Quarter-Tone System

Quarter-Tone System

 

a tonal system based on the division of the octave into 24 equal intervals of a quarter tone instead of the usual 12 halftones. Theoretical work on the quarter-tone system began in 1910, and several composers have used the system in their works. The most prominent exponent of the quarter-tone system was the Czech composer A. Hába. In the USSR, A. M. Avraamov and G. M. Rimskii-Korsakov experimented with the quarter-tone system.

REFERENCES

Hába, A. “Garmonicheskaia osnova chetvertitonnoi sistemy.” K novym beregam, 1923, no. 3.
Shtein, R. “Chetvertitonnaia muzyka.” Ibid.
Rimskii-Korsakov, G. M. “Obosnovanie chetvertitonovoi muzykal’noi sistemy.” In the collection De musica, fasc. 1. Leningrad, 1925.
References in periodicals archive ?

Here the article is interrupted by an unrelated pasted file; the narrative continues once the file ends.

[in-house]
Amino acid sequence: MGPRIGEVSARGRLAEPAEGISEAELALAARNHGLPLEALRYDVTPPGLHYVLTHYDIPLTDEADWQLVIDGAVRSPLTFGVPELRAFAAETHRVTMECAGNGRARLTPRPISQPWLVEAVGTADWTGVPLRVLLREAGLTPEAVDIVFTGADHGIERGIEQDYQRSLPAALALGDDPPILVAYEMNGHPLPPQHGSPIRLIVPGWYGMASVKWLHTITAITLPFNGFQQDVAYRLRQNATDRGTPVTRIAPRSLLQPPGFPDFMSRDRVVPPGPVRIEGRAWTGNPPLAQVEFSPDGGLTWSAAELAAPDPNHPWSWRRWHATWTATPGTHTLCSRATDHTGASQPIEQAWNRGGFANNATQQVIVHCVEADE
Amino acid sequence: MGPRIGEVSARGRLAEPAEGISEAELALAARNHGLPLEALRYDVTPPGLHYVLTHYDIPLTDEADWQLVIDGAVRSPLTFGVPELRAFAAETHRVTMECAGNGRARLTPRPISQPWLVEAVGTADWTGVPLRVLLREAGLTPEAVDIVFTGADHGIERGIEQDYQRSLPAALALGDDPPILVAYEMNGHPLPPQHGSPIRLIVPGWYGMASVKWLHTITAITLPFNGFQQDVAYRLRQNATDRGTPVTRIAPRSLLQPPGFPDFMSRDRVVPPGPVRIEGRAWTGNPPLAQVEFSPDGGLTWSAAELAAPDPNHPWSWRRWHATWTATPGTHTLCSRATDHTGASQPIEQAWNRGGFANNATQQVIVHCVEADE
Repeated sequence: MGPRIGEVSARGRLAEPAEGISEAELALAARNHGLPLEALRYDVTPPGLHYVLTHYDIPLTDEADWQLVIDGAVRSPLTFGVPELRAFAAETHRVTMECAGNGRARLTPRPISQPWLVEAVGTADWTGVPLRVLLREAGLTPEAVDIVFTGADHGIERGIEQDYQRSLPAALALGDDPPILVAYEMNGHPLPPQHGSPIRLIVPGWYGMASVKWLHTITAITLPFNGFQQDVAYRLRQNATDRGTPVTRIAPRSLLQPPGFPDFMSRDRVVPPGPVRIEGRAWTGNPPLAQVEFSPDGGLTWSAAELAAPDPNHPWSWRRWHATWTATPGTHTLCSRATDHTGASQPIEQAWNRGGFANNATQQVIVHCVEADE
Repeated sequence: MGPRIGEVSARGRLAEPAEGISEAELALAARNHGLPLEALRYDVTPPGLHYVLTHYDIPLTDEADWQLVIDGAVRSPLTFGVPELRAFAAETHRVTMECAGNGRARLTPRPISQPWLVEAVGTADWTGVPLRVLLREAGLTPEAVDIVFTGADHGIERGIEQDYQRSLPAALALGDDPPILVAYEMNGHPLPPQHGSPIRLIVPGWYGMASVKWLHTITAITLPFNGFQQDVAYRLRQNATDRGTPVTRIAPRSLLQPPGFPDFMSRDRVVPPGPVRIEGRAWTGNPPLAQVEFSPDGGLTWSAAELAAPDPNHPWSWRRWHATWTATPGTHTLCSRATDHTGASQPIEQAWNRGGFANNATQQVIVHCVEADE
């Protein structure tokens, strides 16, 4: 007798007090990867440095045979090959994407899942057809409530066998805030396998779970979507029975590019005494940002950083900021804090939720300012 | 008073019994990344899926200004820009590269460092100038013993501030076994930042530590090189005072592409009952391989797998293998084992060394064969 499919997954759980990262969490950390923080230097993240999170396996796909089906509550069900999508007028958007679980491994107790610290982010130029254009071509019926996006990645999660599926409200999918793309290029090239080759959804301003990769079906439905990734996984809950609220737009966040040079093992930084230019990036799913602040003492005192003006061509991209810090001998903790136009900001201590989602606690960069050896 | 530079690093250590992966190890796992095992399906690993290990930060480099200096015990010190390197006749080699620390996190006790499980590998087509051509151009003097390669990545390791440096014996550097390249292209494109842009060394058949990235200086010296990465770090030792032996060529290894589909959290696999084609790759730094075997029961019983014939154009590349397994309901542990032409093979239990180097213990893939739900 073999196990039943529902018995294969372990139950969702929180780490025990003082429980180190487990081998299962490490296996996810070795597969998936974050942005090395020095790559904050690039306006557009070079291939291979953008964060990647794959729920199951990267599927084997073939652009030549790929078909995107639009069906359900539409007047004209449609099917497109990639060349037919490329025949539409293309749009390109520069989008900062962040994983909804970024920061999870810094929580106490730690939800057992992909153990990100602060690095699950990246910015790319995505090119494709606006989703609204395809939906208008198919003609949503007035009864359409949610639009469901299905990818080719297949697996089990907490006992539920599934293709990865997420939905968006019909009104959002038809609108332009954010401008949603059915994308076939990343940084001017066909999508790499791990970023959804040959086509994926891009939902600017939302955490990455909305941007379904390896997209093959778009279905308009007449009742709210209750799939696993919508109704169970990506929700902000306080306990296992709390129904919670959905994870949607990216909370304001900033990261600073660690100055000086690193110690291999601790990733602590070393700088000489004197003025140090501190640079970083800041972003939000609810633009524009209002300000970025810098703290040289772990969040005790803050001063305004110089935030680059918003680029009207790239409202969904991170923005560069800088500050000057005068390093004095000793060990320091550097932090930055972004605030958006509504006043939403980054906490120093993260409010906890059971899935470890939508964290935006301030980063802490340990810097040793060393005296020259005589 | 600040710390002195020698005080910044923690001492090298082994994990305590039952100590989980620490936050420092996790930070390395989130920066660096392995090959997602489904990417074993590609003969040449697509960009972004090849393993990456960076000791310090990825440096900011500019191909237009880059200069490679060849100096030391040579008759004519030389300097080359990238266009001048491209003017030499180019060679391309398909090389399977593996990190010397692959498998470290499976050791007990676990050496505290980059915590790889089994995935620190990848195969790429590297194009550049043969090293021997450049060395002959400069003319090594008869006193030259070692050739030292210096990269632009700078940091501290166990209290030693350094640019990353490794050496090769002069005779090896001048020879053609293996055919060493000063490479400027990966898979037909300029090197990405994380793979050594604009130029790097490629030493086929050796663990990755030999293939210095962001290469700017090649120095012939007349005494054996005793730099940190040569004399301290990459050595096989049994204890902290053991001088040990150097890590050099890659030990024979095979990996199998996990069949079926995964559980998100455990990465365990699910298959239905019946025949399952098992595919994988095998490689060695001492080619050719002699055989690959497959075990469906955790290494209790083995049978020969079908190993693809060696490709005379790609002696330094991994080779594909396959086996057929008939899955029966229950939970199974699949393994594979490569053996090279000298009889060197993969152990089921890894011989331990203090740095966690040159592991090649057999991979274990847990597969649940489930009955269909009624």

This radical option is exploited to the full: when Haba sets out the possibilities for the maximum construct exploitation of the different tone systems, he speaks of seven-tone chord in diatonics, twelve-tone chord in chromatics, twenty-four tone chord in the quarter-tone system and so on.
Moreover while the use of the quarter-tone system on the one hand secures the opera Matka a special place in world opera repertoire, on the other its specific requirements make it a piece for which few companies would have the resources.